In a victory for reproductive rights supporters, Ohio’s high court decided Thursday not to stunt a proposed abortion rights ballot question. In March, Margaret DeBlase and John Giroux, Cincinnati Right to Life members, sued the Ohio Ballot Board and argued that the ballot petition contained multiple constitutional amendments, according to Ohio Capital Journal. The court unanimously ruled Thursday that the measure only contains a single amendment, and the board did not abuse the law by approving the petition. 

Curt Hartman, the plaintiffs’ attorney, told Reproductive Rights Today his clients were “disappointed with the decision” from the high court. “In the coming weeks and months, we plan to continue to challenge the petition effort on all fronts, including, if need be, before the Ohio Supreme Court once again,” he said. Meanwhile, abortion rights advocates are in the signature-gathering process. The potential amendment aims to enshrine Ohioans’ right to make their own reproductive health decisions concerning abortion, childbirth, contraception and fertility treatment into the state constitution. It could also guarantee abortion rights up to fetal viability and beyond if the pregnant person’s life is at risk. If the petition gets enough signatures, the measure will appear on the ballot in November. Ohio will hold a special August election asking voters whether it should be harder to amend the constitution.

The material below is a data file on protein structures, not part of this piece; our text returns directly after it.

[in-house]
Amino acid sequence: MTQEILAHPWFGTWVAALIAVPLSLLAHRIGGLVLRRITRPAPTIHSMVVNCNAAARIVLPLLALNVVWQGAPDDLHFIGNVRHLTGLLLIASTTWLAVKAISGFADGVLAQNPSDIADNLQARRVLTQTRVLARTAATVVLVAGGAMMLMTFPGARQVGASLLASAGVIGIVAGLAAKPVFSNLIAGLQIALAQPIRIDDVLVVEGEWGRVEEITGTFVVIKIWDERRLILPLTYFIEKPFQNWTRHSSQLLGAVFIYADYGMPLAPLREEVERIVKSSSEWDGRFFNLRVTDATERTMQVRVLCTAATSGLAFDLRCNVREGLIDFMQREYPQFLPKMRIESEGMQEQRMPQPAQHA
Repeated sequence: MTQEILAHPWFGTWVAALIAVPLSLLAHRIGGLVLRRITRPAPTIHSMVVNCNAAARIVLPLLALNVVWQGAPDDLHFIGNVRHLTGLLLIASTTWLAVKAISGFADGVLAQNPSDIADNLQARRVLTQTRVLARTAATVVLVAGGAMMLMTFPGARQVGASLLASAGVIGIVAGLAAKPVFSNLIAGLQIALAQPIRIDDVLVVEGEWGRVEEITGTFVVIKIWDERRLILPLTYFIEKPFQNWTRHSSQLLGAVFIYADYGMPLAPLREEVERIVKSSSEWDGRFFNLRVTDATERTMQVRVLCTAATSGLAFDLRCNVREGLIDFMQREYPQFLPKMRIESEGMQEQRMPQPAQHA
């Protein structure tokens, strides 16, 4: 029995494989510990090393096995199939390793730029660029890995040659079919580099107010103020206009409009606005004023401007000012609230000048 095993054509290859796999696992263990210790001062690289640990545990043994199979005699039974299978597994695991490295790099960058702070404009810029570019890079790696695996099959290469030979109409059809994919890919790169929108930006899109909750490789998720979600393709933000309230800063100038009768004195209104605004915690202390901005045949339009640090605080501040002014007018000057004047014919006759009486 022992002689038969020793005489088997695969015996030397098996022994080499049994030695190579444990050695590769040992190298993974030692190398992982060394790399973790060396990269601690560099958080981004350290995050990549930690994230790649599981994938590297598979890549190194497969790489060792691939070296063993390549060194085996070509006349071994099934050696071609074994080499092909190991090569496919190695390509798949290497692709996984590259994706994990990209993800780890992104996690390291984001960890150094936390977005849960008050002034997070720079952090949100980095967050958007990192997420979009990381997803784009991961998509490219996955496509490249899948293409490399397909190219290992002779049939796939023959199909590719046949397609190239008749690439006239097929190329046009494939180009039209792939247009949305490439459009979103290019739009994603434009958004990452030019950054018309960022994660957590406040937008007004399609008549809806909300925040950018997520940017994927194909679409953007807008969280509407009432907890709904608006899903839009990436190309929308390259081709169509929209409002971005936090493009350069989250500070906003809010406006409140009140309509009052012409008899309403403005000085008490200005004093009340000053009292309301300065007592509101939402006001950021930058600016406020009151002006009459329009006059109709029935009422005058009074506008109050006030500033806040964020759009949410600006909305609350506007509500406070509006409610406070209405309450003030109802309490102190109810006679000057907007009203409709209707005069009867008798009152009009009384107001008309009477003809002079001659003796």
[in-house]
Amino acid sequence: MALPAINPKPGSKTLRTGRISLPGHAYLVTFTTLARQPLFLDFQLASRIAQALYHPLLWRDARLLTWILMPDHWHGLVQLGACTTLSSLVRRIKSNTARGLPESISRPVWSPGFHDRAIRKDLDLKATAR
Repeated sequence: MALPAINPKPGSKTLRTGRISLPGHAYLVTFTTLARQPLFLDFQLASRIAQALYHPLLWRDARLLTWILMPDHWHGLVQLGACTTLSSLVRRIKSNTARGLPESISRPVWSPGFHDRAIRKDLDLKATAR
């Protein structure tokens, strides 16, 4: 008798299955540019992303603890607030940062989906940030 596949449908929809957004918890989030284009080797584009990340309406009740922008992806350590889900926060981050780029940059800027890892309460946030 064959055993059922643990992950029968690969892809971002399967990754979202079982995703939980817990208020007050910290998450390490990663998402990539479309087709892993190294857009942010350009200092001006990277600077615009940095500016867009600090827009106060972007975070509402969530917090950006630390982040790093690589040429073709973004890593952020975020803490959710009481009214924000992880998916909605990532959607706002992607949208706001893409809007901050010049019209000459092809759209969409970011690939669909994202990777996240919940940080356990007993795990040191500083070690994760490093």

Mobile health clinic targets maternal health void in rural Indiana

Monticello, Indiana — a rural town with less than 6,000 residents — has a mobile health clinic that aims to reduce hospital visits and address maternal health care disparities, Indiana Capital Chronicle reports. The clinic staffs Courtney Dyer, a registered nurse specializing in obstetric services. She worked at a local hospital before the labor and delivery unit closed a decade ago. The nearest hospital delivering babies is in Lafayette, about 40 minutes from Monticello. 

Dyer visits parents during pregnancy and for up to fourth months after childbirth. She teaches them how to navigate infant development, a period crucial to maternal and child health outcomes. “If we can teach her to know those habits … she can know when something has changed and potentially save her baby’s life,” the nurse told Capital Chronicle. The grant-supported program has one other employee, paramedic Nick Green. “I personally don’t think it’s the state’s responsibility to fund this permanently, but I think it’s the state’s responsibility to help grow and harbor these partnerships and relationships,” Green said.


Nebraska anti-abortion rights group condemns conservative senator